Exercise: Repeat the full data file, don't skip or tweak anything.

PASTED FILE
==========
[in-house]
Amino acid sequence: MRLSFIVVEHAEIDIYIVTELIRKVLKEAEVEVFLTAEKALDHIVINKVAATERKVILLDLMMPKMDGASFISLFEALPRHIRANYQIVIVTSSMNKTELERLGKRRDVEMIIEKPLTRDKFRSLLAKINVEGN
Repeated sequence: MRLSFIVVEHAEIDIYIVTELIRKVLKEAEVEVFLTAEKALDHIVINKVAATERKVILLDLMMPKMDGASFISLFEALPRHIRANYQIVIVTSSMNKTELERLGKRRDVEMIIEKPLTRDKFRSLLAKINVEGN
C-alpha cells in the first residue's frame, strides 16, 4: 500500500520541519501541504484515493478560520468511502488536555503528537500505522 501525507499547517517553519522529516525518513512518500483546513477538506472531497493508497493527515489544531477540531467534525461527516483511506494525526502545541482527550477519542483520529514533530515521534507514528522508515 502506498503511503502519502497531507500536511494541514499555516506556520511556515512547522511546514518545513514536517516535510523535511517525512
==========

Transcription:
[in-house]
Amino acid sequence: MRLSFIVVEHAEIDIYIVTELIRKVLKEAEVEVFLTAEKALDHIVINKVAATERKVILLDLMMPKMDGASFISLFEALPRHIRANYQIVIVTSSMNKTELERLGKRRDVEMIIEKPLTRDKFRSLLAKINVEGN
Repeated sequence: MRLSFIVVEHAEIDIYIVTELIRKVLKEAEVEVFLTAEKALDHIVINKVAATERKVILLDLMMPKMDGASFISLFEALPRHIRANYQIVIVTSSMNKTELERLGKRRDVEMIIEKPLTRDKFRSLLAKINVEGN
C-alpha cells in the first residue's frame, strides 16, 4: 500500500520541519501541504484515493478560520468511502488536555503528537500505522 501525507499547517517553519522529516525518513512518500483546513477538506472531497493508497493527515489544531477540531467534525461527516483511506494525526502545541482527550477519542483520529514533530515521534507514528522508515 502506498503511503502519502497531507500536511494541514499555516506556520511556515512547522511546514518545513514536517516535510523535511517525512